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Stocks Goldman Sachs Group Inc

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    Wall Street often portrays itself as a pay-for-performance meritocracy. The rules are supposed to be simple: Make money, and you get rich. Lose it, and you get fired.

  • The latest job cuts  in the banking sector come amid an overall wave of layoffs across the United States as companies move to cut costs in the face of slackening demand and a general economic downturn.

  • One thing's for sure: November vehicle sales due today will be ugly. Estimates are for seasonally adjusted annual sales of about 10.5 million, compared to 16 million in November of last year.

  • U.S. stock index futures indicated a higher open for Wall Street on Tuesday after Monday's plunge and despite more bad news from the banking sector.

  • Cramer makes the call on viewers' favorite stocks.

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    Brace for the glimmerings of a comeback in confidence in 2009, if only because it can’t get much worse than this. So, look for a corporate smashup, a new look from Goldman Sachs, and, yes that's right, the next bubble.

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    Our first prediction is possibly the biggest one of all: There will still be a job market in 2009. Tough call to make right now, we know, but even a crisis spells opportunity of one kind or another.

  • Look for whatever stimulation proposal to come out of the Obama administration to be focused on infrastructure spending, expect banks to sell a lot of debt and the Fed to cut interest rates again, if necessary.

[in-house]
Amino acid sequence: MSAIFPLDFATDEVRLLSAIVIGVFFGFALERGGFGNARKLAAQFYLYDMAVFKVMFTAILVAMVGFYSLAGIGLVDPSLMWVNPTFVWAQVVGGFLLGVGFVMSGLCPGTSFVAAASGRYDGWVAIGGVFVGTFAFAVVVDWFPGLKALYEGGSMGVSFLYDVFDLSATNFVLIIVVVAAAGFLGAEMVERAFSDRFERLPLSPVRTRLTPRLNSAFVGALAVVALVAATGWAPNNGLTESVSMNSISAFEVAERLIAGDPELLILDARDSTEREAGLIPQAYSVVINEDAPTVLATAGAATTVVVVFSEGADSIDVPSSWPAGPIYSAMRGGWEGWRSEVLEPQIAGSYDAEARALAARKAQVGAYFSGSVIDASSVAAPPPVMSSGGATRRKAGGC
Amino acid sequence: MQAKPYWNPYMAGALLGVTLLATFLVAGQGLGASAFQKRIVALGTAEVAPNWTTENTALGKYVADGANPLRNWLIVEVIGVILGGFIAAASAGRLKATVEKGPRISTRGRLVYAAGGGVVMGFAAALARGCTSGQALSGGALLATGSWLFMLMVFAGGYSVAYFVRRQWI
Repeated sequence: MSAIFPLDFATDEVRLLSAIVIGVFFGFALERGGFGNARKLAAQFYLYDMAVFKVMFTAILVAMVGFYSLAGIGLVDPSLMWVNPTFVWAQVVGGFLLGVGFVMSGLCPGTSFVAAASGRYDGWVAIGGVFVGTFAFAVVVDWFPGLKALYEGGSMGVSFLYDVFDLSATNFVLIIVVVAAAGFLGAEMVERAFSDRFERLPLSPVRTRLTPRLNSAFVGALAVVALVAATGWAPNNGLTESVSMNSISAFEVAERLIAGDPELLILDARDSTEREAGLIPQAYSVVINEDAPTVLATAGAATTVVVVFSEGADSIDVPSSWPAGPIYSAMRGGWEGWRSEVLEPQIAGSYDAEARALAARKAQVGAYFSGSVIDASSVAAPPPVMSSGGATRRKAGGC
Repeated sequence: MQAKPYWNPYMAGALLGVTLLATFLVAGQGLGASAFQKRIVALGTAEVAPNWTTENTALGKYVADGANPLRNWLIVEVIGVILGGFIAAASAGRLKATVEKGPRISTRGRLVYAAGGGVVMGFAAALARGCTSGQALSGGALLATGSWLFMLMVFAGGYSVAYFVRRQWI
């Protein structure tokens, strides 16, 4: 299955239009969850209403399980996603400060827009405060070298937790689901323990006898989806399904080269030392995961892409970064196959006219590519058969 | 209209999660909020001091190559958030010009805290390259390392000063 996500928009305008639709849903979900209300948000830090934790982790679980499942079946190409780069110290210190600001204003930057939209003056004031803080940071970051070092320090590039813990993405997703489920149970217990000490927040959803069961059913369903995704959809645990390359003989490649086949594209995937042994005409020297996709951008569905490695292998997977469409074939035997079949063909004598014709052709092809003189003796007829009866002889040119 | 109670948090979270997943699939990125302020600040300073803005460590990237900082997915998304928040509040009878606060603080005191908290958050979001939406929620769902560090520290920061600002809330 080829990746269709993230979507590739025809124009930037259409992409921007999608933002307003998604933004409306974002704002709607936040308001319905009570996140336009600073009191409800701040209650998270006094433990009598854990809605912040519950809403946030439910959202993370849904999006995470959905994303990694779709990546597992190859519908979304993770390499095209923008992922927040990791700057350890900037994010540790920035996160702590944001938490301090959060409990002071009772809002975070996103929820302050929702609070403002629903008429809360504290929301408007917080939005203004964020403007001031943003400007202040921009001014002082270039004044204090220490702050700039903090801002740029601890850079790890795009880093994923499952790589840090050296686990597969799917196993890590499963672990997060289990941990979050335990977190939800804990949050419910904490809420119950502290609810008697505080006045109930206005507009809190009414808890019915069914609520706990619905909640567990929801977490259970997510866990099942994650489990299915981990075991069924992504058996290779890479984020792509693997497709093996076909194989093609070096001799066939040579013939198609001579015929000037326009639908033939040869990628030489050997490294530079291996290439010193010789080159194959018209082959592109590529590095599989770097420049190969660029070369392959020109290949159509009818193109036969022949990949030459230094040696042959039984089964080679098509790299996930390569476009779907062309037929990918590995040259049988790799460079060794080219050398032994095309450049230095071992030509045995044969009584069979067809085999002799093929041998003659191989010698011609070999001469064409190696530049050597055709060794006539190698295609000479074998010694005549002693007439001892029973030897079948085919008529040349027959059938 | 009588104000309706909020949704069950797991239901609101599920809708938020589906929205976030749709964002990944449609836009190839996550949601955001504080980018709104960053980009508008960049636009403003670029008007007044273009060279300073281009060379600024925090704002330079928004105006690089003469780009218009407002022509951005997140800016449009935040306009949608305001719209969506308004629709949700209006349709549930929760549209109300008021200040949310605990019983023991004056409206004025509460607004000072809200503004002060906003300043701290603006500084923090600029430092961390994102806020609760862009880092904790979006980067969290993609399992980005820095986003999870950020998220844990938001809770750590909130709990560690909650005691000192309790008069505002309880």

• The latest job cuts  in the banking sector come amid an overall wave of layoffs across the United States as companies move to cut costs in the face of slackening demand and a general economic downturn.

  • Following are the day’s biggest winners and losers. Find out why shares of Goldman Sachs and Ford popped while Chesapeake Energy and eBay dropped.

  • The latest job cuts  in the banking sector come amid an overall wave of layoffs across the United States as companies move to cut costs in the face of slackening demand and a general economic downturn.

  • Oaktree Asset Management's Robert Pavlik warns investors not to be misled by what appear to be attractive valuations on stocks. 

  • While some investors were standing on the sidelines during the market rally, Alan Lancz was busy buying, with a one-word explanation:  Valuation. (Part One)

  • Midday, the Dow has moved over 200 points from its high to its how, despite: 1) Horrendous economic news (durable goods, new home sales coming in at the lowest levels since 1991).

  • I spoke to one large mortgage broker in Philadelphia this afternoon, who said they were now quoting 30-year fixed rate mortgages at 5.5 percent, a drop of a half-point from yesterday's 6.0 percent. That is a big drop.

  • The latest job cuts  in the banking sector come amid an overall wave of layoffs across the United States as companies move to cut costs in the face of slackening demand and a general economic downturn.

  • Today, we have new developments in the US governments attempts to restart the credit markets after the nuclear explosion that occurred in September. Clearly, the economy continues to reel from the extraction of low interest rates and available credit to financial institutions, to businesses, and to consumers.

  • Mr. Paulson will be the key today, as he is expected to open the TARP to car, credit card and student loans, and heaven knows what else. More importantly, a separate facility will buy mortgage-backed securities.

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    After a 50 percent decline since the S&P 500 set a record last year, are stocks finally cheap?

  • The latest job cuts  in the banking sector come amid an overall wave of layoffs across the United States as companies move to cut costs in the face of slackening demand and a general economic downturn.